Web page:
Former Scotland coach turned Irish television rugby pundit Matt Williams believes the scrum-heavy approach to rugby union as encapsulated by South Africa is not good for the sport.
A scrum penalty three minutes from time in the South Africa versus England Rugby World Cup semi-final at the Stade de France was what ultimately the difference between the two sides, with the Boks’ fabled ‘Bomb Squad’ seemingly pulling off the impossible for the defending world champions.
Australian pundit Williams says that the central focus on the setpiece – and a bid by teams to win penalties from it – is becoming the centrepiece of the sport rather than a means by which to restart the game.
“What are you incentivising?” Williams told the Virgin Media Sport panel after the game. “By giving a penalty where you can take three points or kick for touch and start a maul, you are incentivising scrummaging to get the penalty. If you take that incentive away, well then what’s the incentive?
“You get the ball to the backs, you have 16 forwards tied up so there is all this space. All through the 90s and early 00s, we had wonderful back row moves and wonderful back line plays coming off scrums, it was entertaining and it was great.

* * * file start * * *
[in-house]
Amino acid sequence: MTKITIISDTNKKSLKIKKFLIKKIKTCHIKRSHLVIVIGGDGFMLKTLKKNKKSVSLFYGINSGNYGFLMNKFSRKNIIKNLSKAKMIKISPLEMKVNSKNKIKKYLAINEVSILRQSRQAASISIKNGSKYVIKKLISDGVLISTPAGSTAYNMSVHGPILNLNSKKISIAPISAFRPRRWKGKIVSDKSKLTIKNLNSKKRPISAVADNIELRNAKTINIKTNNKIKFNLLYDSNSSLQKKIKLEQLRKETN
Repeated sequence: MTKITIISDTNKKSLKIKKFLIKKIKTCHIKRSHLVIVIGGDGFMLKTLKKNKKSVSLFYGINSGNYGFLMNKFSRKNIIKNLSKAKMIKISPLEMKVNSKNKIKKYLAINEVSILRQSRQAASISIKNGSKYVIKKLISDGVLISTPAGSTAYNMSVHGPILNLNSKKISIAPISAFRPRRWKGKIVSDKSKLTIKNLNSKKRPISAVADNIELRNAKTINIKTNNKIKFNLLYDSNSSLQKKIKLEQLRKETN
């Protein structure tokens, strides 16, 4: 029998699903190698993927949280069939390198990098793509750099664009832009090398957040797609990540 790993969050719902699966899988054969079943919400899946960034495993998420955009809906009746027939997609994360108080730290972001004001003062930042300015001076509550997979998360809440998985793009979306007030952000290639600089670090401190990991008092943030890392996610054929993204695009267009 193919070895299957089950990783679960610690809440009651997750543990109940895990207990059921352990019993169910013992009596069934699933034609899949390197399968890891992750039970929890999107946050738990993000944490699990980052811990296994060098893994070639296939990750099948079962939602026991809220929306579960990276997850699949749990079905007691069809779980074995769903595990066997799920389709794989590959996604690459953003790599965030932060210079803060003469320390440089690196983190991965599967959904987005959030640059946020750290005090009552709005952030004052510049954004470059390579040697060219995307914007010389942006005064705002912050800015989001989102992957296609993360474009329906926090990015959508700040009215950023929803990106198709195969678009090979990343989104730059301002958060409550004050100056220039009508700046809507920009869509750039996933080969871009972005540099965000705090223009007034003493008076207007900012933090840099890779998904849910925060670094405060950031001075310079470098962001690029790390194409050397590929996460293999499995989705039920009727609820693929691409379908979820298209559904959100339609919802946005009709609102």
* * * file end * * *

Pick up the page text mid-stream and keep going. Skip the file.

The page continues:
“The scrums were still there and they were a contest, you could still get a pushover try, but the referee wasn’t going to give you a penalty unless you did foul play or were offside. The game was much better for it…
“South Africa and England are like great tax accountants, they find every loophole and exploit it brilliantly. I admire the intellect, but that is not good for the global game.
“It is not good for the other sides in the game like France, New Zealand, and Ireland, who are trying to play a more positive, ball in hand, entertaining game. We are in the business of entertainment…
“Is it a 15-man game or an 8-man game? Right now, it has become so biased towards scrummaging and mauling. The game is totally out of balance.”
Williams received a lot of flak for his take, with many viewing it as outdated.
Outgoing Fiji head coach Simon Raiwalui appeared to disagree, writing on X: “One week the chat is the need to de-power the scrum, next week it’s the maul, next week it’s the ruck, key fundamentals that makes our game truly unique…do we change to suit a style/some or do we embrace what is uniquely rugby union? I vote the later, loved tonight’s match [South Africa vs England].”
The debate around scrums is one tends to raise its head every other year or, and no doubt it won’t be the last we hear from it.